during these picnic outings however, there's always a bizarre mix of foods. everyone brings whatever they can lay their hands on. packets of chips that nobody eats at home, a big metal pot of Shark's fin soup (can you actually say that you actually have eaten Shark's fin soup in a park in shorts and singlet), bottles of green tea, a box of 16 doughnuts, roasted duck, a chunk of agar-agar that looks like a fish (??). of course, there's the standard fare of fried vermicelli and finger foods like sausages and nuggets.
it's all these outings that i come truly prepared. i bring along a good novel and my ipod and indulge in a good half-hour's worth of reading. another person who does the same, albeit without the music, is my uncle-in-law who opened the nursing degree programme that i'm currently being educated at. my selection of reads are mainly limited to fiction and the occasional popular non-fiction literature. whereas my uncle-in-law is the direct opposite. he reads books on financial management and success. he would always be armed with a copy of the Business Times and financial magazines. titles like 'You Can be Financially Prudent Too!' and 'Money Matters' flash across my mind when you ask me about the books that he reads. i just met him again last week and i saw him reading 'Master Plan of Evangelism'. eclectic mix of books, that's all that i can say.
i've come to realize that the both of us are the only one who don't really talk much to the paternal family. my reason mainly being that i'm in the presence of my parents and don't find much comfort in expressing myself. my uncle-in-law however, it's a different matter. the only moments he chips in are when it involves politics and financial matters. and he's quite well-versed in these things. listening to him talk is like watching a political commentary. which admittedly, thrills me to no boundaries. i'm sure he quotes most of the stuff from the books that he reads. but it's almost like watching Robert Kiyosaki at work. which is quite possibly the next best thing to sex (for me, at least).
Robert Kiyosaki and Martin Luther... isn't my paternal family quite the fun bunch?
they say that good financial habits comes from good parenting. however, when it comes to all things financial, i'm about as wise as a piece of banana money. my parent's idea of financial prudence is a matter of saving for the rainy days. as the free thinker of the family, i feel a presing need to go against the grain. every day seems to be a rainy day for me. after all, what's money if you don't spend it? of course, i'm not that callous with money. just a tad more generous when it comes to friends and colleagues.
still, i've come to realize that i've made many financial errors in my life. one of the top ones begin that i took up a financial advisor that was introduced to me by my mother. she joins the church choir (she's a soprano) and knows a lot of people in there. one of these people that she's connected with, is an insurance agent or more aptly put these days, a financial advisor. he's a Christian guy whom i suspect is a closet case or at least someone who's trying to suppress those man-loving tendencies. he owns EVERY season of Friends on DVD (not exactly crminally gay) that he keeps in an OCD-resemblant disc folder, he speaks in a light tenor voice, and well... the ground that he treads on basically sprouts pink daisies. but he's a good Christian aman and i can without a doubt attest to that. problem is, i don't feel comfortable sharing my financial situation with brethren that are as like-minded as my father. and my financial advisor is one of them. it was with him that i signed up two insurance policies that amount to a monthly premium of $354.67.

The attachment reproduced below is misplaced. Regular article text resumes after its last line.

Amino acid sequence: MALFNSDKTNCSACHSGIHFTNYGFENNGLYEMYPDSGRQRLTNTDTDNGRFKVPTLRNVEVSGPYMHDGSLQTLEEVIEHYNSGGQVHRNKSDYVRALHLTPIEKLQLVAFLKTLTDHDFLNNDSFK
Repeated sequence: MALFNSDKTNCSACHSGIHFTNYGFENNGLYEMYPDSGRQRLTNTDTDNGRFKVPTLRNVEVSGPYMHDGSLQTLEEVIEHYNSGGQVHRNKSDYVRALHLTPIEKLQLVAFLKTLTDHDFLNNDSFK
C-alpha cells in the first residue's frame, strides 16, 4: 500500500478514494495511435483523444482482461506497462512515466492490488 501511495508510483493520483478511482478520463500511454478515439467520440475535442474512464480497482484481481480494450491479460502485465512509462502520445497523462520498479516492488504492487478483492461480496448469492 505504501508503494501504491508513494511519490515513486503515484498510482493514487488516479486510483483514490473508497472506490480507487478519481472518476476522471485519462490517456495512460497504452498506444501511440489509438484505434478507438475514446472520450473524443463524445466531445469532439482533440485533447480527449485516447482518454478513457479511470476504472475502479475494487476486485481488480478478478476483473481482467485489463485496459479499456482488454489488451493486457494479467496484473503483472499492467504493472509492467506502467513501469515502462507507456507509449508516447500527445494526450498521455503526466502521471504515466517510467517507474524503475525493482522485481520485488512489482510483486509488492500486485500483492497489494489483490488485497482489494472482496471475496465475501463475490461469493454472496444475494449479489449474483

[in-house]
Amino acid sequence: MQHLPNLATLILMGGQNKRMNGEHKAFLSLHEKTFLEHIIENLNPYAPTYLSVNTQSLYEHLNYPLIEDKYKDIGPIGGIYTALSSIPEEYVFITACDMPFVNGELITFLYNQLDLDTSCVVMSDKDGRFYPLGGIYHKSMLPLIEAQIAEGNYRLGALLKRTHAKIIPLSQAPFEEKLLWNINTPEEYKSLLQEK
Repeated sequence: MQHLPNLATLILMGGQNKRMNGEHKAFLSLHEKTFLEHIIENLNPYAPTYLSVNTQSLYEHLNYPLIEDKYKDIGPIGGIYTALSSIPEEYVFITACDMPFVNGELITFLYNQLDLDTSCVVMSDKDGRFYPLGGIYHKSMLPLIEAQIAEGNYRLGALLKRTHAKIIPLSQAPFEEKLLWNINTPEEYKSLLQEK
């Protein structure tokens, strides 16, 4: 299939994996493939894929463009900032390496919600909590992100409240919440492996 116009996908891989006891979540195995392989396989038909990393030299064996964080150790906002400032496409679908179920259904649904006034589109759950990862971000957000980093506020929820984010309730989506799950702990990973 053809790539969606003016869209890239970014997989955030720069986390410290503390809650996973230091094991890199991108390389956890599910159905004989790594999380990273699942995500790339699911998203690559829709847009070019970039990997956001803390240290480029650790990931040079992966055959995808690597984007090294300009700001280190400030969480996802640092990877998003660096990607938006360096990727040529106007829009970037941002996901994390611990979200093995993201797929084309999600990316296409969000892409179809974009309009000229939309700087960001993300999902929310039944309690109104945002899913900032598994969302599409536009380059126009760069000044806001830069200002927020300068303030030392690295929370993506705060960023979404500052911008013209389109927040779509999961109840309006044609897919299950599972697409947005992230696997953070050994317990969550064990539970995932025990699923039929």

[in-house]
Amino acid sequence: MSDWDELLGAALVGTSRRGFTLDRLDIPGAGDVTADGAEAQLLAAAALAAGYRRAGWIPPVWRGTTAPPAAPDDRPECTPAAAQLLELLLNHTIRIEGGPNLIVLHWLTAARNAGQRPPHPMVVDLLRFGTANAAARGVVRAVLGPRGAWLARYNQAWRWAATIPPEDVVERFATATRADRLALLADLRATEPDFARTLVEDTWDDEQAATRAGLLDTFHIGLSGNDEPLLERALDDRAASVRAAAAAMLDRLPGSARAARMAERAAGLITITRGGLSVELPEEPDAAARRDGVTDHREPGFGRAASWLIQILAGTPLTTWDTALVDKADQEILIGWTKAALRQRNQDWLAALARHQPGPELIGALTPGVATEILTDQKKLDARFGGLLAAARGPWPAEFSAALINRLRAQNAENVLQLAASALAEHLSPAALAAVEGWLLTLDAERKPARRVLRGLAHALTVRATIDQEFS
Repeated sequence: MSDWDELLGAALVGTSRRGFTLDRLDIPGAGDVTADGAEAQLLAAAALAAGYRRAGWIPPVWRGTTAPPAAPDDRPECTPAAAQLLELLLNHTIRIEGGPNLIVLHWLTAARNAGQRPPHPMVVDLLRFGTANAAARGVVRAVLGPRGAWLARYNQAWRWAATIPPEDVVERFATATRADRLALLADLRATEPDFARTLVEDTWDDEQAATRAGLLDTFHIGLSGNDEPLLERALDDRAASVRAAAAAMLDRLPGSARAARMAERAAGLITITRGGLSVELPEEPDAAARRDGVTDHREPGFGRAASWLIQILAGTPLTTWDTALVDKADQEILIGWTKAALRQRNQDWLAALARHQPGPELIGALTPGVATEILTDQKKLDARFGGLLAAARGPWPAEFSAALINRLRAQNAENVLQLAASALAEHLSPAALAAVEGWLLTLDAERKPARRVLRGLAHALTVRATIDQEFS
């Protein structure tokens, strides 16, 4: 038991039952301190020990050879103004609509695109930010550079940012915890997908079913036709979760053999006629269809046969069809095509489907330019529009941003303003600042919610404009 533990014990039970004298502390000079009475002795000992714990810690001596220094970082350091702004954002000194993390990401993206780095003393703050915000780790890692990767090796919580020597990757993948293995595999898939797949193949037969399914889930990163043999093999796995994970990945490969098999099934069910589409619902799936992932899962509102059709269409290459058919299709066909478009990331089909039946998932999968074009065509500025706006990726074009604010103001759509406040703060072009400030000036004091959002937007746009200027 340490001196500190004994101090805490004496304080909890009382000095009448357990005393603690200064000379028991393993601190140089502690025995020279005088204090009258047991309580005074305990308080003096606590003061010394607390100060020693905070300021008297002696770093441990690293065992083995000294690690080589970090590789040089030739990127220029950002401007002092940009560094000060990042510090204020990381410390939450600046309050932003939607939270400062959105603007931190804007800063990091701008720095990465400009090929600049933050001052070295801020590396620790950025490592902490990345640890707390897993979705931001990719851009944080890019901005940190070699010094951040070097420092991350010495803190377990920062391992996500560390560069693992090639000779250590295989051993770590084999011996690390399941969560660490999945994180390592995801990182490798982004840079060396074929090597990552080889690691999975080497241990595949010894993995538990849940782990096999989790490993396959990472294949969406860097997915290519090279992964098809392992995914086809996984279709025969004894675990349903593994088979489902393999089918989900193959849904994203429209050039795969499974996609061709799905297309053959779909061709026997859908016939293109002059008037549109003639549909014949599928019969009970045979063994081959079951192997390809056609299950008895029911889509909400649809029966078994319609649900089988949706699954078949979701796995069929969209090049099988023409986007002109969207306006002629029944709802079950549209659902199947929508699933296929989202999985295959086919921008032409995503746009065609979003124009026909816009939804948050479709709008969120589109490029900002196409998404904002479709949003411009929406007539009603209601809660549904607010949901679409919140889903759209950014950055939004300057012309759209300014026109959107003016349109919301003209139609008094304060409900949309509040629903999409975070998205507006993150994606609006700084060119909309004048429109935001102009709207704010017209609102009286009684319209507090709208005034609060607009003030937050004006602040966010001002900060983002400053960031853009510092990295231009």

my parents expect a monthly contribution from my salary to the household expenses. which i'm actually fine with. the initial amount was a whopping $500, which in reality i can figure out lots of foolish ways to dwindle it down. i can buy all the lap dances i want for an entire night and still have enough to spare for a a supper for two, a cab ride to the nearest love hotel and the transit rate there. i bargained it down to $300 stating that i was just starting out work, which the father expressed unhappiness and compared me to the cousins who literally contributed $500 a month. if there's one thing parents should never do is to compare their children to that of relatives. it's demeaning. and anyways, the brother's the one who wastes electricity by leaving all the switches on on the 'vampire' electronic devices.
then there's the issue of my school fees that sets me back by about $250 every month. my phone bill as well which never exceeds its stipulated minutes every month since i don't really like to talk on the phone. this basically results in me having roll-over minutes EVERY month. i do subscribe to a wireless broadband service though. total - $67.50. a World of Warcraft account costs me $25.14 per month. adding the odds and edds and i fork out a total of $997.31. i bring home about $1.8 - $2k every month from working the permanent night shifts. which leaves me about $1K every month. and apparently, it's bordering on being insufficient. i find myself lacking about $50 every month. i think it's the smoking.